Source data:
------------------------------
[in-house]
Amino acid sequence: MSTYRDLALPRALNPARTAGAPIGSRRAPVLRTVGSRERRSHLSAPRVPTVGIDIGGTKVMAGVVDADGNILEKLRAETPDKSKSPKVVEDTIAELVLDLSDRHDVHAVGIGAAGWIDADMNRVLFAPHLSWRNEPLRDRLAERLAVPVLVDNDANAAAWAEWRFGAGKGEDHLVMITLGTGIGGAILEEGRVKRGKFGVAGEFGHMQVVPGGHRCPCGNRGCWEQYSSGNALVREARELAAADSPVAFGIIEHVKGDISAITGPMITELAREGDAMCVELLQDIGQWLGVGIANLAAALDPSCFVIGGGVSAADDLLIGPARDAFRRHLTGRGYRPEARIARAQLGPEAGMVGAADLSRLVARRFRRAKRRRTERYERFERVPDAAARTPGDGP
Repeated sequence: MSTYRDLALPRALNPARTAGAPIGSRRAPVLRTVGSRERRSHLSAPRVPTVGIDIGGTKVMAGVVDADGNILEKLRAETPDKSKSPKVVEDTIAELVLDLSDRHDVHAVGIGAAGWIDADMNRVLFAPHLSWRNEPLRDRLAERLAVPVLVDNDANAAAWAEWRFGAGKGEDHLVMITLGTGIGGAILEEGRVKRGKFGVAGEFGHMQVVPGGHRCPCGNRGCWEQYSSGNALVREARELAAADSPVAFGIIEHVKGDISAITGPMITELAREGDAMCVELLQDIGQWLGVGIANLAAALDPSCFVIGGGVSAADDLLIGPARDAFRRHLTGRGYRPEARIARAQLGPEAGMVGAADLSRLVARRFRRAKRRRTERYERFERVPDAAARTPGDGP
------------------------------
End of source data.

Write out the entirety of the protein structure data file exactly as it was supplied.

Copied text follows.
[in-house]
Amino acid sequence: MSTYRDLALPRALNPARTAGAPIGSRRAPVLRTVGSRERRSHLSAPRVPTVGIDIGGTKVMAGVVDADGNILEKLRAETPDKSKSPKVVEDTIAELVLDLSDRHDVHAVGIGAAGWIDADMNRVLFAPHLSWRNEPLRDRLAERLAVPVLVDNDANAAAWAEWRFGAGKGEDHLVMITLGTGIGGAILEEGRVKRGKFGVAGEFGHMQVVPGGHRCPCGNRGCWEQYSSGNALVREARELAAADSPVAFGIIEHVKGDISAITGPMITELAREGDAMCVELLQDIGQWLGVGIANLAAALDPSCFVIGGGVSAADDLLIGPARDAFRRHLTGRGYRPEARIARAQLGPEAGMVGAADLSRLVARRFRRAKRRRTERYERFERVPDAAARTPGDGP
Repeated sequence: MSTYRDLALPRALNPARTAGAPIGSRRAPVLRTVGSRERRSHLSAPRVPTVGIDIGGTKVMAGVVDADGNILEKLRAETPDKSKSPKVVEDTIAELVLDLSDRHDVHAVGIGAAGWIDADMNRVLFAPHLSWRNEPLRDRLAERLAVPVLVDNDANAAAWAEWRFGAGKGEDHLVMITLGTGIGGAILEEGRVKRGKFGVAGEFGHMQVVPGGHRCPCGNRGCWEQYSSGNALVREARELAAADSPVAFGIIEHVKGDISAITGPMITELAREGDAMCVELLQDIGQWLGVGIANLAAALDPSCFVIGGGVSAADDLLIGPARDAFRRHLTGRGYRPEARIARAQLGPEAGMVGAADLSRLVARRFRRAKRRRTERYERFERVPDAAARTPGDGP